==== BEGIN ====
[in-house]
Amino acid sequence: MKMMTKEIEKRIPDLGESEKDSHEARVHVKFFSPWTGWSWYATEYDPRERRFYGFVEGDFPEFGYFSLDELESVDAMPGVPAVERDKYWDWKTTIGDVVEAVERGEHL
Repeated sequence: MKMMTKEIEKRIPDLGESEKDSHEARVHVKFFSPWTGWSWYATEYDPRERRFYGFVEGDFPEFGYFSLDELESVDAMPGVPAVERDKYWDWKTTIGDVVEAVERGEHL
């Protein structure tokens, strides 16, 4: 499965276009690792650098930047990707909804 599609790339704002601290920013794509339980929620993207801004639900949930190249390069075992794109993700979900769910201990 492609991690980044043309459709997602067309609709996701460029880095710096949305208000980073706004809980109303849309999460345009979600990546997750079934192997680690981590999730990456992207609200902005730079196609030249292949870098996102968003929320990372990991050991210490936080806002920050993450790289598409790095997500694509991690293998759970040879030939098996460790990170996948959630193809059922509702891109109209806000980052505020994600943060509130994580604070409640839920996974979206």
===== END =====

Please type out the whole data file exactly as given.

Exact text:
[in-house]
Amino acid sequence: MKMMTKEIEKRIPDLGESEKDSHEARVHVKFFSPWTGWSWYATEYDPRERRFYGFVEGDFPEFGYFSLDELESVDAMPGVPAVERDKYWDWKTTIGDVVEAVERGEHL
Repeated sequence: MKMMTKEIEKRIPDLGESEKDSHEARVHVKFFSPWTGWSWYATEYDPRERRFYGFVEGDFPEFGYFSLDELESVDAMPGVPAVERDKYWDWKTTIGDVVEAVERGEHL
């Protein structure tokens, strides 16, 4: 499965276009690792650098930047990707909804 599609790339704002601290920013794509339980929620993207801004639900949930190249390069075992794109993700979900769910201990 492609991690980044043309459709997602067309609709996701460029880095710096949305208000980073706004809980109303849309999460345009979600990546997750079934192997680690981590999730990456992207609200902005730079196609030249292949870098996102968003929320990372990991050991210490936080806002920050993450790289598409790095997500694509991690293998759970040879030939098996460790990170996948959630193809059922509702891109109209806000980052505020994600943060509130994580604070409640839920996974979206």